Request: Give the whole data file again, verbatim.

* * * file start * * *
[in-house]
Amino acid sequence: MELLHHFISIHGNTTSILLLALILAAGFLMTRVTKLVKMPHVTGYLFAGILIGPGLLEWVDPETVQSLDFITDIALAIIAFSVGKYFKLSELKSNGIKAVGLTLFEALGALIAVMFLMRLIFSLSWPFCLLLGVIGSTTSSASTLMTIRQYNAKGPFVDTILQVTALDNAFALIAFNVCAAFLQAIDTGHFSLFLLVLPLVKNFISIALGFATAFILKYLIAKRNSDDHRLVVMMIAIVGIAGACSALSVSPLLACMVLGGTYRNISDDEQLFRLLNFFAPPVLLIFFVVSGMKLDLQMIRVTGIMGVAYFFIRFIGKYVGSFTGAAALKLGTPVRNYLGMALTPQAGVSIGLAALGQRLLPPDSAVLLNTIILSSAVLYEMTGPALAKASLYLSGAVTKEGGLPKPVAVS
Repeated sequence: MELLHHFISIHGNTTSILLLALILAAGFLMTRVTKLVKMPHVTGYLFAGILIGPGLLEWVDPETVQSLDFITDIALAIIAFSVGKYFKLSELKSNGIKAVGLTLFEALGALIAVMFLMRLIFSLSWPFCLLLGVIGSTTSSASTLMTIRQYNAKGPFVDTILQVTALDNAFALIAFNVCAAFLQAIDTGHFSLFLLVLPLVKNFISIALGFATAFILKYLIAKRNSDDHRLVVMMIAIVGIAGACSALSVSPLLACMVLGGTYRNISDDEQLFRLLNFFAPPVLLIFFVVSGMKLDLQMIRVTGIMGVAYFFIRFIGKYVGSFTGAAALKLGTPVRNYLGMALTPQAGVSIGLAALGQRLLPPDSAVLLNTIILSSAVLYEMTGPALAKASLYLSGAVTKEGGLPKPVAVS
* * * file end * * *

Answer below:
[in-house]
Amino acid sequence: MELLHHFISIHGNTTSILLLALILAAGFLMTRVTKLVKMPHVTGYLFAGILIGPGLLEWVDPETVQSLDFITDIALAIIAFSVGKYFKLSELKSNGIKAVGLTLFEALGALIAVMFLMRLIFSLSWPFCLLLGVIGSTTSSASTLMTIRQYNAKGPFVDTILQVTALDNAFALIAFNVCAAFLQAIDTGHFSLFLLVLPLVKNFISIALGFATAFILKYLIAKRNSDDHRLVVMMIAIVGIAGACSALSVSPLLACMVLGGTYRNISDDEQLFRLLNFFAPPVLLIFFVVSGMKLDLQMIRVTGIMGVAYFFIRFIGKYVGSFTGAAALKLGTPVRNYLGMALTPQAGVSIGLAALGQRLLPPDSAVLLNTIILSSAVLYEMTGPALAKASLYLSGAVTKEGGLPKPVAVS
Repeated sequence: MELLHHFISIHGNTTSILLLALILAAGFLMTRVTKLVKMPHVTGYLFAGILIGPGLLEWVDPETVQSLDFITDIALAIIAFSVGKYFKLSELKSNGIKAVGLTLFEALGALIAVMFLMRLIFSLSWPFCLLLGVIGSTTSSASTLMTIRQYNAKGPFVDTILQVTALDNAFALIAFNVCAAFLQAIDTGHFSLFLLVLPLVKNFISIALGFATAFILKYLIAKRNSDDHRLVVMMIAIVGIAGACSALSVSPLLACMVLGGTYRNISDDEQLFRLLNFFAPPVLLIFFVVSGMKLDLQMIRVTGIMGVAYFFIRFIGKYVGSFTGAAALKLGTPVRNYLGMALTPQAGVSIGLAALGQRLLPPDSAVLLNTIILSSAVLYEMTGPALAKASLYLSGAVTKEGGLPKPVAVS